For starters, let's examine its behavioral characteristics in hot and cold temperatures. According to Mack's McKenna, DEF freezes at around 12 deg. F. Some truck makers using SCR are going to build heating elements into the plastic DEF storage tank onboard the vehicle to prevent this from happening — most notably Daimler Trucks North America on its Freightliner and Western Star brands. Others, like Mack and Volvo, plan to let DEF freeze — largely because very little DEF is needed when the engine is cold, McKenna stresses.

“A cold engine does not produce NOx,” he explains. “An SCR-equipped engine at cold start with a one-hour idle warmup is only going to need three tablespoons of DEF to handle the NOx levels being produced. More than enough will thaw in that time.”

At the upper end of the mercury, DEF remains stable at 85 to 90 deg. F; at around 122 deg. it begins to break down to a degree, reducing the efficiency of the SCR but only slightly, McKenna says. He stresses that DEF does not produce ammonia gas at high temperatures either. If anything, it would produce water vapor, since that is the main ingredient in the DEF solution.

Cummins recommends that DEF be stored between 10 and 90 deg. F, giving the fluid a shelf life greater than one year. The OEM recommends DEF be stored in a cool, dry, well-ventilated area, out of direct sunlight. While the optimum storage temperature is up to 77 deg F, temporary exposure to higher temperatures has little to no impact on the quality of DEF. If exposure to temperature spikes above 75 deg. is limited, Cummins says DEF can last as long as two years in storage.

The distribution of DEF will require truckers to rely on a mix of methods. Currently, DEF is available in 2.5- and 5-gal. jugs; 55-gal. drums; 275-gal. intermediate bulk containers; and 330-gal. plastic totes.

Several truckstop and refueling location chains such as Pilot, Flying J, Travel Centers of America (which includes Petro Stopping Centers) and Love's are committed to providing DEF dispensers right alongside their diesel fuel pumps and are in the process of installing 1,000 gal. DEF bulk filling stations.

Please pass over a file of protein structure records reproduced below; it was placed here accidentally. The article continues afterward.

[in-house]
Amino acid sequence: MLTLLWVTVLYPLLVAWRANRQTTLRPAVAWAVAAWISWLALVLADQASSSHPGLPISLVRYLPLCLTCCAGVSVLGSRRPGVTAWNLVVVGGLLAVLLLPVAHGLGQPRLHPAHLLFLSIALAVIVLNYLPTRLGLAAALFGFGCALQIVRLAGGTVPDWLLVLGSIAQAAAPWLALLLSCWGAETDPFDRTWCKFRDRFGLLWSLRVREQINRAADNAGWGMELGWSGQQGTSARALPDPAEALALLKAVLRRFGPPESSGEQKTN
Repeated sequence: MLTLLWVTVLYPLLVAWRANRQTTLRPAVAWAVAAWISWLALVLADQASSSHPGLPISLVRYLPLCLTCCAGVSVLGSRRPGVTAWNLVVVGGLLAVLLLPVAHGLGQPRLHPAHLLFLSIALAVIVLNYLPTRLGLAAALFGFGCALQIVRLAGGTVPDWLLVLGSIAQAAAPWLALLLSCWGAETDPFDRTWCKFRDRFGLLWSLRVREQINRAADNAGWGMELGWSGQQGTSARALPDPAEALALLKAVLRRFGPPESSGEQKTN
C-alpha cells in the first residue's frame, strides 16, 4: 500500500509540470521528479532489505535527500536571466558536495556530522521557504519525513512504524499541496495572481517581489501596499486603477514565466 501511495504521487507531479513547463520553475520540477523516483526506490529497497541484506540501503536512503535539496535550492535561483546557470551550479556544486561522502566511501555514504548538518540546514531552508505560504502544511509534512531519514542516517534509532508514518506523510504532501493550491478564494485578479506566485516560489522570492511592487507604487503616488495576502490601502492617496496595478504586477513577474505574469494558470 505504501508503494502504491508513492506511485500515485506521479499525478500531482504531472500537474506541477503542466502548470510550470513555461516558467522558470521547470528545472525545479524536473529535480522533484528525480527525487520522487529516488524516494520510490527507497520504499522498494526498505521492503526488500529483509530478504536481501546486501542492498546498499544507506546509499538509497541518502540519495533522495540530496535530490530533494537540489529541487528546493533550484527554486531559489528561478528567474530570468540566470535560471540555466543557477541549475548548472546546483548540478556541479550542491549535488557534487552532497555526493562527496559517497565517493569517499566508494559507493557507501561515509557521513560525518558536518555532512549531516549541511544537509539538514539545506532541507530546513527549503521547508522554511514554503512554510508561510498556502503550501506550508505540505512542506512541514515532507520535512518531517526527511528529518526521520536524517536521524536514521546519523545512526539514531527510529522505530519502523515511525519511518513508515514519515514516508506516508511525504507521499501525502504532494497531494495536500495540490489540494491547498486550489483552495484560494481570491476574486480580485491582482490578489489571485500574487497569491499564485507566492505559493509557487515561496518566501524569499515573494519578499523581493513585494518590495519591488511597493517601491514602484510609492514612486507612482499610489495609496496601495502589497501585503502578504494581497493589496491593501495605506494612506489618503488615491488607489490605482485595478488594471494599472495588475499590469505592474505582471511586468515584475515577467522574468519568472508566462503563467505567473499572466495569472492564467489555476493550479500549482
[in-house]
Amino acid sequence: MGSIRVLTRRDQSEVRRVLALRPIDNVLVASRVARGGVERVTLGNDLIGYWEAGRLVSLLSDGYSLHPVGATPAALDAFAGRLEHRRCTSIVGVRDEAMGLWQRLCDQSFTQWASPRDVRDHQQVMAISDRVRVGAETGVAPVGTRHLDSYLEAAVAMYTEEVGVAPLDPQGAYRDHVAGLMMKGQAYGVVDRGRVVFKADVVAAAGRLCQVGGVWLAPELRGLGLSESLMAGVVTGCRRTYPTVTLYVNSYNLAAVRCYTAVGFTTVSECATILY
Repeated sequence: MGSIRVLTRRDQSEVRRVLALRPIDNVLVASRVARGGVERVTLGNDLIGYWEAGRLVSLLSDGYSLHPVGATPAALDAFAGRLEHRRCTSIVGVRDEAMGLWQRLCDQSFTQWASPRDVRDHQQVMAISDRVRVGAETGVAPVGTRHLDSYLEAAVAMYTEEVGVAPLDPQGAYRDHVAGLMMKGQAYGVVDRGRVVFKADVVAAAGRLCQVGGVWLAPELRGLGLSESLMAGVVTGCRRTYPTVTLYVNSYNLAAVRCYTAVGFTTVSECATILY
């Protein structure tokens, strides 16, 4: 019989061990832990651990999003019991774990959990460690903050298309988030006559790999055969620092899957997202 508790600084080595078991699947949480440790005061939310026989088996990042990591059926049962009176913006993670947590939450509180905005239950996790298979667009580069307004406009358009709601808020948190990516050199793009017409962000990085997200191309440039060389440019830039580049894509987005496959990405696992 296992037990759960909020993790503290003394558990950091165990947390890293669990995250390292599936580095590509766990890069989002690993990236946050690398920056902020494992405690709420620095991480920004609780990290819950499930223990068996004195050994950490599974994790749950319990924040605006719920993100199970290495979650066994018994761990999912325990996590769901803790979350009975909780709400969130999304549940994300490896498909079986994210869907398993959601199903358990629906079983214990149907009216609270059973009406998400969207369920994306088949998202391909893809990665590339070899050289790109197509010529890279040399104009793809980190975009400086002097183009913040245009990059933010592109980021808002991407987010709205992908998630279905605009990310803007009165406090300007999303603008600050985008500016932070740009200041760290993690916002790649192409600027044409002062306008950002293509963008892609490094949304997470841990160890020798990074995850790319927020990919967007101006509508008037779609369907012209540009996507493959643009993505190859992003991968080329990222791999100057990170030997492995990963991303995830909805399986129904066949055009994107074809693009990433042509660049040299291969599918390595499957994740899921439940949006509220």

Cummins notes that DEF dispensers at retail need three certifications — UL certified, weights/measures approved, and point of sale compliant — and that filling station equipment that meets these requirements is going to cost approximately $33,000 for starters.

The OEM stresses, however, that truckers will not need to fill up as frequently with DEF as they need to with diesel fuel. According to its research, DEF is typically consumed on a 50 to 1 ratio with diesel; so, for every 50 gal. of diesel fuel burned, a truck uses 1 gal. of DEF.

In terms of real-world calculations, Cummins points to this example: A heavy-duty truck averaging 120,000 mi. a year and getting 6 mpg consumes roughly 20,000 gal. of diesel annually. Based on that 50 to 1 ratio, 400 gal. of DEF will be needed for an SCR-equipped truck, and with most truck makers providing DEF tanks with 20 gal. or more of capacity, that translates into only about 20 fillups per year.

THE COST OF DEF

A big question in the minds of truck owners contemplating the purchase of SCR-equipped trucks is how much DEF will cost.

In Europe, where SCR is used extensively on diesel-powered commercial trucks and DEF is sold under the brand name AdBlue, the price varies depending on the quantity purchased, but it usually runs about half the gross cost of diesel fuel on a per liter basis.

In the U.S., however, DEF will most likely mirror the cost of diesel, anywhere from $2.20 to $2.50/gal. on average, again depending on what quantity is purchased, says Mack's McKenna. The key, however, is that far less DEF is consumed on an operating basis, while diesel fuel consumption is also cut, giving truck owners using SCR a net gain in fuel economy, he stresses.

“Let's say a fleet buys diesel for $2.42 a gallon and DEF for $2.20 a gallon,” McKenna says. “That will still save a truck owner $1,650 annually in fuel costs. Now, let's say diesel prices rise to $3.50 a gallon, and DEF climbs to $2.50 a gallon, that will save truckers $2,550 a year in fuel. It's all about trading in a lot of diesel consumption for a little bit of DEF.”